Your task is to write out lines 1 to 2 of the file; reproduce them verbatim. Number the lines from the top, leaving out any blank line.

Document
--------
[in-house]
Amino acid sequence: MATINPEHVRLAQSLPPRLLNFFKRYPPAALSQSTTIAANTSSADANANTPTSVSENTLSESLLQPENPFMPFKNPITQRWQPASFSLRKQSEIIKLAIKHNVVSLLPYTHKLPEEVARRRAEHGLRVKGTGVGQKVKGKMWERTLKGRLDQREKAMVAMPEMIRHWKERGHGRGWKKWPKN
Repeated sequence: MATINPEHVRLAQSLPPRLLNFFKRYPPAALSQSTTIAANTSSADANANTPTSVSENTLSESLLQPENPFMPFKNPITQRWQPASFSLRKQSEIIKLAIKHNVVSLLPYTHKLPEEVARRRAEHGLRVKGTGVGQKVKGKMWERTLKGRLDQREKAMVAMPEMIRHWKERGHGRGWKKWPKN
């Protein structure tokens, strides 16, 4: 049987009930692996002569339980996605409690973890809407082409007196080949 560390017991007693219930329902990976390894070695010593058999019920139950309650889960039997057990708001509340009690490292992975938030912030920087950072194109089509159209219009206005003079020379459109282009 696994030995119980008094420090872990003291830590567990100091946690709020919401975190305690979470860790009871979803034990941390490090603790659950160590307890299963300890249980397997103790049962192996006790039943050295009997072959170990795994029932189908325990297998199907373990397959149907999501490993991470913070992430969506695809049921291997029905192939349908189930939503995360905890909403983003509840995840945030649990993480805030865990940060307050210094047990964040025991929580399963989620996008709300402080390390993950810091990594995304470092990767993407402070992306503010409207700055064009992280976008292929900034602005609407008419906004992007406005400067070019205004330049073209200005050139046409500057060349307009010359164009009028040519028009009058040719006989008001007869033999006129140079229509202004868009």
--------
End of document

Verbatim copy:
[in-house]
Amino acid sequence: MATINPEHVRLAQSLPPRLLNFFKRYPPAALSQSTTIAANTSSADANANTPTSVSENTLSESLLQPENPFMPFKNPITQRWQPASFSLRKQSEIIKLAIKHNVVSLLPYTHKLPEEVARRRAEHGLRVKGTGVGQKVKGKMWERTLKGRLDQREKAMVAMPEMIRHWKERGHGRGWKKWPKN